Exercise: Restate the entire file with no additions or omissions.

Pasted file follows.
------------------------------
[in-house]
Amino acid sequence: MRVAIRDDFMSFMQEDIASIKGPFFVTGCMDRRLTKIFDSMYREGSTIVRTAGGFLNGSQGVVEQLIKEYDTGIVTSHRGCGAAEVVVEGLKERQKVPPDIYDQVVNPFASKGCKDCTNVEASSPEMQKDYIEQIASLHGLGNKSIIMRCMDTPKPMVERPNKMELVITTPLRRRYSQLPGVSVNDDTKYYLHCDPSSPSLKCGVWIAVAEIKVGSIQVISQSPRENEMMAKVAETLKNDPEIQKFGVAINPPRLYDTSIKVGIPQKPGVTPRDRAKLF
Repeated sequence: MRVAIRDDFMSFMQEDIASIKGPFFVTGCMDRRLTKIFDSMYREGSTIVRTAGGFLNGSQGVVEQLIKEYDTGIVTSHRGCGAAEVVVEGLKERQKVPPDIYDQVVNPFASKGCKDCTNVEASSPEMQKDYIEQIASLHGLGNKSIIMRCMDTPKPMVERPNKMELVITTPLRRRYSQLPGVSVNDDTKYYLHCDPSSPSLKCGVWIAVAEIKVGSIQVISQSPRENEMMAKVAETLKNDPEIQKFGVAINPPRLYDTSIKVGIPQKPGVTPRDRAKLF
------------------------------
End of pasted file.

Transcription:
[in-house]
Amino acid sequence: MRVAIRDDFMSFMQEDIASIKGPFFVTGCMDRRLTKIFDSMYREGSTIVRTAGGFLNGSQGVVEQLIKEYDTGIVTSHRGCGAAEVVVEGLKERQKVPPDIYDQVVNPFASKGCKDCTNVEASSPEMQKDYIEQIASLHGLGNKSIIMRCMDTPKPMVERPNKMELVITTPLRRRYSQLPGVSVNDDTKYYLHCDPSSPSLKCGVWIAVAEIKVGSIQVISQSPRENEMMAKVAETLKNDPEIQKFGVAINPPRLYDTSIKVGIPQKPGVTPRDRAKLF
Repeated sequence: MRVAIRDDFMSFMQEDIASIKGPFFVTGCMDRRLTKIFDSMYREGSTIVRTAGGFLNGSQGVVEQLIKEYDTGIVTSHRGCGAAEVVVEGLKERQKVPPDIYDQVVNPFASKGCKDCTNVEASSPEMQKDYIEQIASLHGLGNKSIIMRCMDTPKPMVERPNKMELVITTPLRRRYSQLPGVSVNDDTKYYLHCDPSSPSLKCGVWIAVAEIKVGSIQVISQSPRENEMMAKVAETLKNDPEIQKFGVAINPPRLYDTSIKVGIPQKPGVTPRDRAKLF